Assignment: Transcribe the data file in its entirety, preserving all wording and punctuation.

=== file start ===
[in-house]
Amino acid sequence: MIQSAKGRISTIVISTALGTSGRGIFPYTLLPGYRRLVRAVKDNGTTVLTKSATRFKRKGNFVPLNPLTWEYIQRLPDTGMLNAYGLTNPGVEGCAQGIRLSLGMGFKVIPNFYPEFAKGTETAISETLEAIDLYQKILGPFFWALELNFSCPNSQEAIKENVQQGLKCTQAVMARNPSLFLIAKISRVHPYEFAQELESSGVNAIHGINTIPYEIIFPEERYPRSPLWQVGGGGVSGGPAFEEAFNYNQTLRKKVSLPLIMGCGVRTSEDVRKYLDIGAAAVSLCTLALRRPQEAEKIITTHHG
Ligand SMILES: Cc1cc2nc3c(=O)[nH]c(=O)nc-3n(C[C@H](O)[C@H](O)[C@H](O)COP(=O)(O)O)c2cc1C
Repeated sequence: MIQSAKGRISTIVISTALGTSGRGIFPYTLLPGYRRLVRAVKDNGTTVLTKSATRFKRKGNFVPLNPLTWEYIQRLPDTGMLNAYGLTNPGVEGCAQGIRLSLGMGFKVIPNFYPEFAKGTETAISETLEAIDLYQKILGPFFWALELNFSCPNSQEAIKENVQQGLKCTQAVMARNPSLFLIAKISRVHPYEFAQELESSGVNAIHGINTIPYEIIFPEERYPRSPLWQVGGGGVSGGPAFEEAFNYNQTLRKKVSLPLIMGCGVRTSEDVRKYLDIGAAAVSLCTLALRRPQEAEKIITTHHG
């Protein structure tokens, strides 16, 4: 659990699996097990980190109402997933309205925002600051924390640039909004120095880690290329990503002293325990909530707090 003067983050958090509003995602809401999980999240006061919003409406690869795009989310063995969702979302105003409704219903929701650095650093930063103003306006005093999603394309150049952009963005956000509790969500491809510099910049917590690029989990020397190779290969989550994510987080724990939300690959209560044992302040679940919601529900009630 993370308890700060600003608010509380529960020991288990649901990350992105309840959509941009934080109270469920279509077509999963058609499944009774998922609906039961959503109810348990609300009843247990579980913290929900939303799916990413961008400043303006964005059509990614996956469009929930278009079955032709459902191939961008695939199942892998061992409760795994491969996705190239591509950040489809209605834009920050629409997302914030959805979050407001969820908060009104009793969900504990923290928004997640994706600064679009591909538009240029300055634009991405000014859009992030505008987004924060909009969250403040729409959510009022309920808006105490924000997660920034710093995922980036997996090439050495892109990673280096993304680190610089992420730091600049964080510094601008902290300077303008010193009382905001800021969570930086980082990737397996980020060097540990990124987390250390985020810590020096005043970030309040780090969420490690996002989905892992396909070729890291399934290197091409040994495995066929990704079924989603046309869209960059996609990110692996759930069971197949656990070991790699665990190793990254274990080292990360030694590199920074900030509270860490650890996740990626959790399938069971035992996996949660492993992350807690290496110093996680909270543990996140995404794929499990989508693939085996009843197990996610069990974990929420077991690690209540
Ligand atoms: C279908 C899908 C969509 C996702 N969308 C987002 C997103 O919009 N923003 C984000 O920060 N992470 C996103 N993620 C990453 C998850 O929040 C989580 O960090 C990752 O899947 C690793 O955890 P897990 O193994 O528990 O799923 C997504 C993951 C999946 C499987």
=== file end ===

[in-house]
Amino acid sequence: MIQSAKGRISTIVISTALGTSGRGIFPYTLLPGYRRLVRAVKDNGTTVLTKSATRFKRKGNFVPLNPLTWEYIQRLPDTGMLNAYGLTNPGVEGCAQGIRLSLGMGFKVIPNFYPEFAKGTETAISETLEAIDLYQKILGPFFWALELNFSCPNSQEAIKENVQQGLKCTQAVMARNPSLFLIAKISRVHPYEFAQELESSGVNAIHGINTIPYEIIFPEERYPRSPLWQVGGGGVSGGPAFEEAFNYNQTLRKKVSLPLIMGCGVRTSEDVRKYLDIGAAAVSLCTLALRRPQEAEKIITTHHG
Ligand SMILES: Cc1cc2nc3c(=O)[nH]c(=O)nc-3n(C[C@H](O)[C@H](O)[C@H](O)COP(=O)(O)O)c2cc1C
Repeated sequence: MIQSAKGRISTIVISTALGTSGRGIFPYTLLPGYRRLVRAVKDNGTTVLTKSATRFKRKGNFVPLNPLTWEYIQRLPDTGMLNAYGLTNPGVEGCAQGIRLSLGMGFKVIPNFYPEFAKGTETAISETLEAIDLYQKILGPFFWALELNFSCPNSQEAIKENVQQGLKCTQAVMARNPSLFLIAKISRVHPYEFAQELESSGVNAIHGINTIPYEIIFPEERYPRSPLWQVGGGGVSGGPAFEEAFNYNQTLRKKVSLPLIMGCGVRTSEDVRKYLDIGAAAVSLCTLALRRPQEAEKIITTHHG
């Protein structure tokens, strides 16, 4: 659990699996097990980190109402997933309205925002600051924390640039909004120095880690290329990503002293325990909530707090 003067983050958090509003995602809401999980999240006061919003409406690869795009989310063995969702979302105003409704219903929701650095650093930063103003306006005093999603394309150049952009963005956000509790969500491809510099910049917590690029989990020397190779290969989550994510987080724990939300690959209560044992302040679940919601529900009630 993370308890700060600003608010509380529960020991288990649901990350992105309840959509941009934080109270469920279509077509999963058609499944009774998922609906039961959503109810348990609300009843247990579980913290929900939303799916990413961008400043303006964005059509990614996956469009929930278009079955032709459902191939961008695939199942892998061992409760795994491969996705190239591509950040489809209605834009920050629409997302914030959805979050407001969820908060009104009793969900504990923290928004997640994706600064679009591909538009240029300055634009991405000014859009992030505008987004924060909009969250403040729409959510009022309920808006105490924000997660920034710093995922980036997996090439050495892109990673280096993304680190610089992420730091600049964080510094601008902290300077303008010193009382905001800021969570930086980082990737397996980020060097540990990124987390250390985020810590020096005043970030309040780090969420490690996002989905892992396909070729890291399934290197091409040994495995066929990704079924989603046309869209960059996609990110692996759930069971197949656990070991790699665990190793990254274990080292990360030694590199920074900030509270860490650890996740990626959790399938069971035992996996949660492993992350807690290496110093996680909270543990996140995404794929499990989508693939085996009843197990996610069990974990929420077991690690209540
Ligand atoms: C279908 C899908 C969509 C996702 N969308 C987002 C997103 O919009 N923003 C984000 O920060 N992470 C996103 N993620 C990453 C998850 O929040 C989580 O960090 C990752 O899947 C690793 O955890 P897990 O193994 O528990 O799923 C997504 C993951 C999946 C499987």